The construction sector is comfortably the worst offender when it comes to pollution. In fact, it accounts for around 55% of all carbon emissions worldwide. But it doesn’t need to be that way. Unfortunately, it’s an industry that has mired itself in some rather bad habits but there is a light at the end of the tunnel. If those in charge are willing to work for it.
Here are 5 of the ways the construction sector can reduce its carbon footprint at a fundamental level – at the construction site itself!
1. Low Carbon Cement
A large amount of concrete is used to construct a typical building. To make this mixture, cement is often used as the main ingredient. To reduce the carbon impact of a construction site, it is now necessary to opt for low-carbon cement. While it is still a rather modern invention, low-carbon cement is an ongoing experiment that has been awarded multiple millions of pounds over the last few years in development funds. Switching to renewable fuels and other process improvements could cut the carbon footprint of cement making by as much as 30% and that is by no means a small figure.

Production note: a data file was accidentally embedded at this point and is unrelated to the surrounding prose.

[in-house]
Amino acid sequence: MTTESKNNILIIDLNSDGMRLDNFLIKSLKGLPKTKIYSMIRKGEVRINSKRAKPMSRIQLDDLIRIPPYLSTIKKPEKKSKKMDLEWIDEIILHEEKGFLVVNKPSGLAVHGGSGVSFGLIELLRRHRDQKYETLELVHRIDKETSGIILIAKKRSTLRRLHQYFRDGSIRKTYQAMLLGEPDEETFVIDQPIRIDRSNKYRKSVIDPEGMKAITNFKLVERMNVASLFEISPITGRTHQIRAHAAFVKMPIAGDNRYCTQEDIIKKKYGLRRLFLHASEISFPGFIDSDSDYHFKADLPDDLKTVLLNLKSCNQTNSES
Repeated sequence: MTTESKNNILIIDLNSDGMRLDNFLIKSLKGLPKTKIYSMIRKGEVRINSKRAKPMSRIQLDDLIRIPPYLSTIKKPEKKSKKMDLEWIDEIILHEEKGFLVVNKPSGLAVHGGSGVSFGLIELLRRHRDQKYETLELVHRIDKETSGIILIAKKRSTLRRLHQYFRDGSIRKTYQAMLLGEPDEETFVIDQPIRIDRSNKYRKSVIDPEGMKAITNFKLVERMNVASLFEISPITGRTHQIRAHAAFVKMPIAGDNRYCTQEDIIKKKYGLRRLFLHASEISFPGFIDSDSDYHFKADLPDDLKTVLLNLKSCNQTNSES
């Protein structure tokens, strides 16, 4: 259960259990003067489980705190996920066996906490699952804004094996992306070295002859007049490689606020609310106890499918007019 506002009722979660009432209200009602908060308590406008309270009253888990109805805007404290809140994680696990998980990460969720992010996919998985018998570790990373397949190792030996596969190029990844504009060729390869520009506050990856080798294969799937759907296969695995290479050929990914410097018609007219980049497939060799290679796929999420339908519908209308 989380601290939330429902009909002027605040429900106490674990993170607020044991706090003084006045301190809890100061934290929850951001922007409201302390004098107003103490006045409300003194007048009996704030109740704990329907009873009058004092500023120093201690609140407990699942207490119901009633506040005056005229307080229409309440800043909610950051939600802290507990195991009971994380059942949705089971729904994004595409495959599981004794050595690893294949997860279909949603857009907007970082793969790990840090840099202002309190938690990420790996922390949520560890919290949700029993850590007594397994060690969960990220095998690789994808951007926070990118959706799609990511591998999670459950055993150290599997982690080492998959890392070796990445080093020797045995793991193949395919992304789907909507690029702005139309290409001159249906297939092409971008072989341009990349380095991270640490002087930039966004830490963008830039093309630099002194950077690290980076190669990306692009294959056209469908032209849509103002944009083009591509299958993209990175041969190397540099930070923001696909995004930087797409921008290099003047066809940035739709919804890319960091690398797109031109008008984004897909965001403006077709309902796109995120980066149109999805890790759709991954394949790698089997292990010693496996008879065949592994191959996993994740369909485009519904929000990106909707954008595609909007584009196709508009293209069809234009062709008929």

2. Zero Carbon Emission Tools
Using cordless tools with chargers is a good way to reduce pollution. Some tools even have enough battery life to last a good few hours and are far less polluting than conventional power tools. Look for industrial equipment suppliers that specialize in battery-powered tools.
3. Tracking Waste
So much of the waste found in landfills across the planet comes from construction sites. If we want to stand any chance of cultivating green construction sites then we need to start tracking our site waste. The LEED green building protocol in the US awards points for waste diversion, so if a site is pursuing that certification it’s in its best interests to keep track of its waste. We think it’s about time the UK caught up.
4. Prefabricated Materials
The use of prefab or preassembled parts significantly cuts down on the number of resources used at a construction site. We understand that this might not be possible or realistic for many projects but for those projects that can be “delivered whole,” the use of prefab pieces means fewer shipments are required, reduces the risk of injury, and means far fewer resources are used in general. A true win-win.
5. Ride-sharing To Work
There has been a major push in recent years towards mainstreaming the use of electric vehicles but we’re not there quite yet. Perhaps a more realistic way of making the transport of workers to and from the site more carbon-neutral is to instigate a ride-sharing program.
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